The proposed HPLC method was found to be useful for stability indicative assay of artesunate in the development of an i.v. formulation. The stability of artesunate in aqueous solution can be enhanced through formulation using phosphate buffer at optimal values of buffer strength and pH. However, the addition of mannitol into the formulation did not increase the activation energy, indicating that the use of mannitol as a stabilizing agent in artesunate aqueous solution is worthless. Thus, by applying the Arrhenius temperature model and the experimental design, the hydrolysis kinetics can be predicted allowing to perform product development.

The datasets used and/or analysed during the current study are available from the corresponding author upon rational request.

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The authors are grateful to the University of Ghent for the provision of different materials. Moreover, we would like to thank BOF (Special Research Fund) of Ghent University, Belgium for the financial support.

This research was supported by a special research fund (BOF) (Scholarship code 01W04820, with a reference number of DOZA/IL/DDC/AM/052b_2020), Ghent University, Belgium. The sponsor does not have a role in the decision to publish or preparations of the manuscript.

Jimma University Laboratory of Drug Quality (JuLaDQ) and School of Pharmacy, Jimma University, PO Box 378, Jimma, Ethiopia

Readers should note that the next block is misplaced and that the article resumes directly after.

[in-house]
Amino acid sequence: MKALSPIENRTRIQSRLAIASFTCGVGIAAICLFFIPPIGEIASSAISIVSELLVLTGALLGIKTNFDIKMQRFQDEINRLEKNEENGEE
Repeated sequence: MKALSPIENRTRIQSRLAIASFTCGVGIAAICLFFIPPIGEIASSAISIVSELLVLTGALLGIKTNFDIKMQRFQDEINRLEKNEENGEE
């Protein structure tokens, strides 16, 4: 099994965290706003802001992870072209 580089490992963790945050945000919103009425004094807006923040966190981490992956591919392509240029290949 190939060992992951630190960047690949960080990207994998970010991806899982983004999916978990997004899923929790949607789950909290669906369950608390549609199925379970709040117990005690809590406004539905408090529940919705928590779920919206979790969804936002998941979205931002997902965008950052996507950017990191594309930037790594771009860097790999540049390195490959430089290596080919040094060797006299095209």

Fanta Gashe & Sultan Suleman

Drug Quality and Registration (DruQuaR) Group, Faculty of Pharmaceutical Sciences, Ghent University, Harelbekestraat 72, 9000, Ghent, Belgium

Fanta Gashe, Evelien Wynendaele & Bart De Spiegeleer

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FG, EW, SS, and BDS designed the experimental studies. FG, SS, and EW conducted the experiments. All authors contributed to the data analysis, interpretations, and write-up of the manuscript. SS and BDS supervised all the activities and critically reviewed the manuscripts. All authors read and approved the final manuscript.

The authors declare that they have no competing interests.

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. Experimental design. Table S2. The effects of the factors on the hydrolysis rate constants and Arrhenius parameters for each formulation. Table S3. Summary of ANOVA results of K at 5 °C. Table S4. Summary of ANOVA results of K at 25 °C. Table S5. Summary of ANOVA results of K at 40 °C. Table S6: Summary of ANOVA results of quadratic models for activation energy. Table S7: Summary of ANOVA results of quadratic models for frequency factor.

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Gashe, F., Wynendaele, E., De Spiegeleer, B. et al. Degradation kinetics of artesunate for the development of an ex-tempore intravenous injection. Malar J 21, 256 (2022).